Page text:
Henry Cavill Talks ‘Man of Steel’ Controversy, Says Superman Is Still an Amateur in ‘Batman v Superman’

     March 8, 2016


The ending to Man of Steel was so controversial that for the follow-up film, the filmmakers decided to retroactively turn that controversy into a plot point. Much was made about the fact that, during Superman’s climactic battle with General Zod, a massive amount of collateral damage ensued in downtown Metropolis. Critics argued that Superman would inherently know to steer the fight away from the populated area, while others countered that this was a Superman in the infancy of his crime-fighting career and, essentially, didn’t know any better.

Whichever side you fall on, Batman v Superman: Dawn of Justice promises to address this head on as Batman’s main beef with Superman is that his actions at the end of Man of Steel destroyed one of Bruce Wayne’s buildings and, in the process, killed some folks. That’s an entirely understandable point of contention, and it bubbles to the point that Ben Affleck’s Dark Knight feels that Superman’s powers are too unwieldy and must be checked.


Image via Warner Bros.

It was a smart move on the part of Zack Snyder and screenwriters Chris Terrio and David S. Goyer, and should make for a fascinating dynamic between the titular superheroes. But Henry Cavill, having lived through the backlash to the Man of Steel ending, has some thoughts of his own.

Speaking with EW, Cavill was asked if Superman would act differently now as opposed to in the nascent stages of becoming a superhero, and the actor said it’s not a simple as that:

“Let’s say now, [if] Superman has the same threat again, that’s a different story. He would, of course, bring collateral damage to an absolute minimum, but in that, he’s just trying to survive because if he doesn’t, the planet’s gone. That’s the excuse I make for Superman. He’s fresh and he’s new, and it’s very easy to point out the faults in someone after they’ve done it, but put yourself in their shoes and see what happens.”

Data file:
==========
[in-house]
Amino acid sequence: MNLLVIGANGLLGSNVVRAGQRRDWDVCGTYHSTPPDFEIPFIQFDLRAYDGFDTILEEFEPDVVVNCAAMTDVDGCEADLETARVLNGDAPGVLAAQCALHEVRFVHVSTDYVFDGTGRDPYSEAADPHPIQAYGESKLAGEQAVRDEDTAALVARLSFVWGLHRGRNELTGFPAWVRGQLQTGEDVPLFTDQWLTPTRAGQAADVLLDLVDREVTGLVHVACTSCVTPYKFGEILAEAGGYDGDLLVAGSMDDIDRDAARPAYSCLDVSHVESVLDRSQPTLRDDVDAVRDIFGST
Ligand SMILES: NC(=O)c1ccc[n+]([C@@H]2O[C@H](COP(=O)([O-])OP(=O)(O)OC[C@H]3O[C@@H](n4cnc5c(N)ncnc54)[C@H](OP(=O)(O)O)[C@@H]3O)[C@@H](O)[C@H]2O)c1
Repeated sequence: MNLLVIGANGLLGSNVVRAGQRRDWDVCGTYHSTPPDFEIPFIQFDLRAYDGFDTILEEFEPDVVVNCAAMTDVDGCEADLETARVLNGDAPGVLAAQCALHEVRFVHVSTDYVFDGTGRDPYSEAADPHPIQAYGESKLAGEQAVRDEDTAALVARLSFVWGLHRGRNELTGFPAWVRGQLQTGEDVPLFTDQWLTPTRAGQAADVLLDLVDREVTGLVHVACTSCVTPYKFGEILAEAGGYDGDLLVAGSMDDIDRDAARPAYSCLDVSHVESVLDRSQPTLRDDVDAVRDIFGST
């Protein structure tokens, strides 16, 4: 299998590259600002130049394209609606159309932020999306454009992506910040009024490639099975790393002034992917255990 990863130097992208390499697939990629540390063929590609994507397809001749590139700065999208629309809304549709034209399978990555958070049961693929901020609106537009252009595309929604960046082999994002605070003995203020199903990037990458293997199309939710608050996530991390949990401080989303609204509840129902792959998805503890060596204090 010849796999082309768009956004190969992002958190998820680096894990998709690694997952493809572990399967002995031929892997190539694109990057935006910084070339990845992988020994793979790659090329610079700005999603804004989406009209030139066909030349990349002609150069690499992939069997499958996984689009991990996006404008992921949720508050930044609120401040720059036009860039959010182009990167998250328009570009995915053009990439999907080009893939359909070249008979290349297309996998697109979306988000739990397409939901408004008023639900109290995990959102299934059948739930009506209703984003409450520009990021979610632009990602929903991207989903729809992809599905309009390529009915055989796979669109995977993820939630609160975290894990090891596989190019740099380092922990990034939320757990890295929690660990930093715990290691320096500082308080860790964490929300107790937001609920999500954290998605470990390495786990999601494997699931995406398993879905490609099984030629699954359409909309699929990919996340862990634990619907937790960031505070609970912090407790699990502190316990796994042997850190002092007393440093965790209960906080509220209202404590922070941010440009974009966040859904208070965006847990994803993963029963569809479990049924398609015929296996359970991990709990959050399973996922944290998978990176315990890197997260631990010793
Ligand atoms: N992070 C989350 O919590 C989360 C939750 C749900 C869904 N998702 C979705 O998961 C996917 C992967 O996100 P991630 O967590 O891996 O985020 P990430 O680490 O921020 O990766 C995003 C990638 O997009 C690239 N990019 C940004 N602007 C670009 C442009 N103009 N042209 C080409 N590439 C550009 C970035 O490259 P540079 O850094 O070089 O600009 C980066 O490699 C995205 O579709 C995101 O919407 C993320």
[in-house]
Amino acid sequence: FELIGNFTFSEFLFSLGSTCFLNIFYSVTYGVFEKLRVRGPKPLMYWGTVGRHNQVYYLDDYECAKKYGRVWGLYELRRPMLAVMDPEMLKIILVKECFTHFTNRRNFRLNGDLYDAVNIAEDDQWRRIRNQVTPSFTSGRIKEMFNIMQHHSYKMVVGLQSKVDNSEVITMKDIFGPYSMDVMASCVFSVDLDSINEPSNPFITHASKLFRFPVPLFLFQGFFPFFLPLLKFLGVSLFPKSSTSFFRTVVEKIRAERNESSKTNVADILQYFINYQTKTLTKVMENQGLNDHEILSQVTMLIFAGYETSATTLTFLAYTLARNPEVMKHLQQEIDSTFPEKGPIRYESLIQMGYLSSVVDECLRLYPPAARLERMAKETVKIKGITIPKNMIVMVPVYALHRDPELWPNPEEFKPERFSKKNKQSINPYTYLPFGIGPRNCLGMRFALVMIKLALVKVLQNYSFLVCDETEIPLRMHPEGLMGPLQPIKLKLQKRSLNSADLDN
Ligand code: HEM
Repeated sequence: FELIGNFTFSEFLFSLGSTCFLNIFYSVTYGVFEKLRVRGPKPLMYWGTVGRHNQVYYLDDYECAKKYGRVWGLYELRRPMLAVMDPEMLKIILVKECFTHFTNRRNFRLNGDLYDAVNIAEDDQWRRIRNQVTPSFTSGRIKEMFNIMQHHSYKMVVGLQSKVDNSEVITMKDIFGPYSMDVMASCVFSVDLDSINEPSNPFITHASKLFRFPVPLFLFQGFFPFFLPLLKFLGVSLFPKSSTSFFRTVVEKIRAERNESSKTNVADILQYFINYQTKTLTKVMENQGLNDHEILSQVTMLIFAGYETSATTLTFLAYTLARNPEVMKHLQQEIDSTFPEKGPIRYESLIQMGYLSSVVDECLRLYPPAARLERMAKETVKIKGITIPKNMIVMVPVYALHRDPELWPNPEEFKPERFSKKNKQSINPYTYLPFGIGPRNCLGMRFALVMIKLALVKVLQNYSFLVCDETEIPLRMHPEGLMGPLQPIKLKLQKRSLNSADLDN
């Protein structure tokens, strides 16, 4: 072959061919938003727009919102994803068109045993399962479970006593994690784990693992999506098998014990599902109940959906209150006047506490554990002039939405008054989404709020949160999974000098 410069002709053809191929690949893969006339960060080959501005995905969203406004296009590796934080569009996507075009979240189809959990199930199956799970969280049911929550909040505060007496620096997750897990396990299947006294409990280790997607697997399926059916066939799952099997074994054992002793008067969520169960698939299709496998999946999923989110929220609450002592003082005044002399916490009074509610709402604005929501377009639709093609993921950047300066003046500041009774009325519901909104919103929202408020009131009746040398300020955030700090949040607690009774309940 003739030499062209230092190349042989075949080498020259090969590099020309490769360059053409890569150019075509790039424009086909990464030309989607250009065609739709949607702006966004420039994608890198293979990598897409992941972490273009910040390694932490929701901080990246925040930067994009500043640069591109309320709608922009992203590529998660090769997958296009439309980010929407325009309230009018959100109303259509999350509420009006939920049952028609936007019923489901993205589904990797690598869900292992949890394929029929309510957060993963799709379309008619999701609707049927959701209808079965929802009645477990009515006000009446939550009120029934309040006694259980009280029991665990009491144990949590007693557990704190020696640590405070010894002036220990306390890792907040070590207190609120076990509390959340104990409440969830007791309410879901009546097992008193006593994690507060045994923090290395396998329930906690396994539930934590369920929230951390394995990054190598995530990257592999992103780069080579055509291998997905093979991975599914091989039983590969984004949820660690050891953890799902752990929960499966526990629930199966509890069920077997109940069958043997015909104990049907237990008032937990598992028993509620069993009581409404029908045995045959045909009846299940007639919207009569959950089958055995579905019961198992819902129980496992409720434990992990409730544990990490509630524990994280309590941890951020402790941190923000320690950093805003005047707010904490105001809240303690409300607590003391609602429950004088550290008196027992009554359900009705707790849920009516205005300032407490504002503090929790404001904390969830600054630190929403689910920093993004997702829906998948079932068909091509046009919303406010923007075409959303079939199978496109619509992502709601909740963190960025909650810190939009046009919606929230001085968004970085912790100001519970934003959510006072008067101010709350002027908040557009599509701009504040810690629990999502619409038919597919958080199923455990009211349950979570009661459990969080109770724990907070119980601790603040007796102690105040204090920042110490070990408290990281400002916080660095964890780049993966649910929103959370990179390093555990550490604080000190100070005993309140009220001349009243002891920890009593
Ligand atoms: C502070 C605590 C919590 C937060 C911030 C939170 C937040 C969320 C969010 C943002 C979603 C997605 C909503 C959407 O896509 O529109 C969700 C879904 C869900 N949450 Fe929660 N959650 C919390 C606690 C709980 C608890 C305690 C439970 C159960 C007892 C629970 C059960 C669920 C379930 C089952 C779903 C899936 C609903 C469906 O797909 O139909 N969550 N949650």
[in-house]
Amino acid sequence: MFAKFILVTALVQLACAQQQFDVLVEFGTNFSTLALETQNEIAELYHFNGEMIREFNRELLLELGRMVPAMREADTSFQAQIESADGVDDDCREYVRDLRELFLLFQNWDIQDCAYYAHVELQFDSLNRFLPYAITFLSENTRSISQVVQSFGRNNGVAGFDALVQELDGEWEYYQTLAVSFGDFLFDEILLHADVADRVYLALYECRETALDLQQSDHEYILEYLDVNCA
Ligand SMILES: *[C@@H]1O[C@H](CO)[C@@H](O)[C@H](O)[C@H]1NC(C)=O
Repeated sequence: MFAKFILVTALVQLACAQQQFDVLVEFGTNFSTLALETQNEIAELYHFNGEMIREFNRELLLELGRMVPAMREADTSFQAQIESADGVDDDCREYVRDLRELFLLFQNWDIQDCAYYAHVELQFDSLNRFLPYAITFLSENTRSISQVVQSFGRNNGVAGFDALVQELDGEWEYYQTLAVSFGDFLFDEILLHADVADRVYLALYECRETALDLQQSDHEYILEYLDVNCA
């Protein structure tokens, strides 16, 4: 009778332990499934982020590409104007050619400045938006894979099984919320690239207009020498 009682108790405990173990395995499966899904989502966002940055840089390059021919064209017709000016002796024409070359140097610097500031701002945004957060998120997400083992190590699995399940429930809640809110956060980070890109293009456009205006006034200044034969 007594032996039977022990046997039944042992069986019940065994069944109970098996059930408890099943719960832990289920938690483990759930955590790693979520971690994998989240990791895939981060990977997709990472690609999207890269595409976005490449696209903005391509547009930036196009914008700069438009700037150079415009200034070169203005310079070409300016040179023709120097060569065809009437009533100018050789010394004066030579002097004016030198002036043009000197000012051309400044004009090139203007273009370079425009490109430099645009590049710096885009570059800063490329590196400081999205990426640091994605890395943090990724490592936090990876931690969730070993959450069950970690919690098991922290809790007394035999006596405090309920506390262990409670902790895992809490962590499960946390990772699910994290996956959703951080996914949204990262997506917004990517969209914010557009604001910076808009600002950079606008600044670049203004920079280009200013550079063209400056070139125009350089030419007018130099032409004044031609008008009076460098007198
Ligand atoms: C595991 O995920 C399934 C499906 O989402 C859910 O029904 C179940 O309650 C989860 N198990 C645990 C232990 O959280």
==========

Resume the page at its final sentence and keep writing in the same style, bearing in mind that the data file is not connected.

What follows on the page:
Image via Warner Bros.

When asked if Supes may be suffering from “survivor’s guilt” when we pick back up with him in Batman v Superman, Cavill countered that he’s still very much a character in the process of growth:

“I wouldn’t necessarily say it’s a survivor’s guilt. I mean, that’s a different kind of thing because he’s above the threat. I think the most difficult thing for him at this stage of the story is that he has just come to terms with the fact that he is really, really quite powerful and he hasn’t found any major vulnerabilities yet, and despite this, despite the enormous power that he has, he still cannot do everything, and he really struggles with that. It’s not just a quick, ‘Okay, I get it. I can’t save everyone.’ That takes a long time to work out.”

Indeed, that may very well be a plot thread that continues through the upcoming Justice League saga, and while it remains to be seen if Kryptonite will be introduced in Batman v Superman, Cavill says Superman’s greatest weakness remains psychological:

“For me, when it came on to Superman’s weakness, it’s inside him. It’s the fact that he does really love humans. He loves what they bring to the world, he loves this planet and who he lives alongside, and he wants to really, really help them. We could go deep into the psychology of what that means and what that makes ones intentions on a daily basis when you’re a super-powered alien.”


Image via Warner Bros.

And the fact that Superman essentially “cares too much” makes him an easy target for a battle-worn, grizzled Batman:

“That’s his weakness, that he doesn’t want to hurt anyone. He doesn’t want to scare anyone, and in that you can take advantage of him. It makes it very easy to take advantage of him. … This is someone who is a complete amateur, and he’s facing up against someone who is very well versed in the arts of war.”

Much has been made about the fact that Superman can basically win every fight with Batman with a single punch, and based on Cavill’s comments here, it sounds like the answer will be that Superman, essentially, pulls every punch for fear of seriously hurting Batman. I’m curious to see how that dynamic is sustained throughout the course of the film, especially as things get more contentious.

We don’t have long until we find out. Batman v Superman: Dawn of Justice opens in theaters on March 25th. Catch up on our recent coverage of the film below.


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